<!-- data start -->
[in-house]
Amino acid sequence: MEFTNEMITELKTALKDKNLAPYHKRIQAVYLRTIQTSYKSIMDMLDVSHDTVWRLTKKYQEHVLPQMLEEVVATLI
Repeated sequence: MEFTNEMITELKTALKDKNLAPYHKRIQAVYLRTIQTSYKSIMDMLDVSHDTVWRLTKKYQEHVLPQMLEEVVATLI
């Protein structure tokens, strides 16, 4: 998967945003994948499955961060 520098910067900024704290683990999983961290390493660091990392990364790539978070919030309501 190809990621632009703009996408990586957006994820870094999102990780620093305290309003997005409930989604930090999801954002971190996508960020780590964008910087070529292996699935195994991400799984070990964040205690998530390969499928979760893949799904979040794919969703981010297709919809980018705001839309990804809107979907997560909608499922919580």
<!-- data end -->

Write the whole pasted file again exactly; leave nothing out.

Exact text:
[in-house]
Amino acid sequence: MEFTNEMITELKTALKDKNLAPYHKRIQAVYLRTIQTSYKSIMDMLDVSHDTVWRLTKKYQEHVLPQMLEEVVATLI
Repeated sequence: MEFTNEMITELKTALKDKNLAPYHKRIQAVYLRTIQTSYKSIMDMLDVSHDTVWRLTKKYQEHVLPQMLEEVVATLI
């Protein structure tokens, strides 16, 4: 998967945003994948499955961060 520098910067900024704290683990999983961290390493660091990392990364790539978070919030309501 190809990621632009703009996408990586957006994820870094999102990780620093305290309003997005409930989604930090999801954002971190996508960020780590964008910087070529292996699935195994991400799984070990964040205690998530390969499928979760893949799904979040794919969703981010297709919809980018705001839309990804809107979907997560909608499922919580």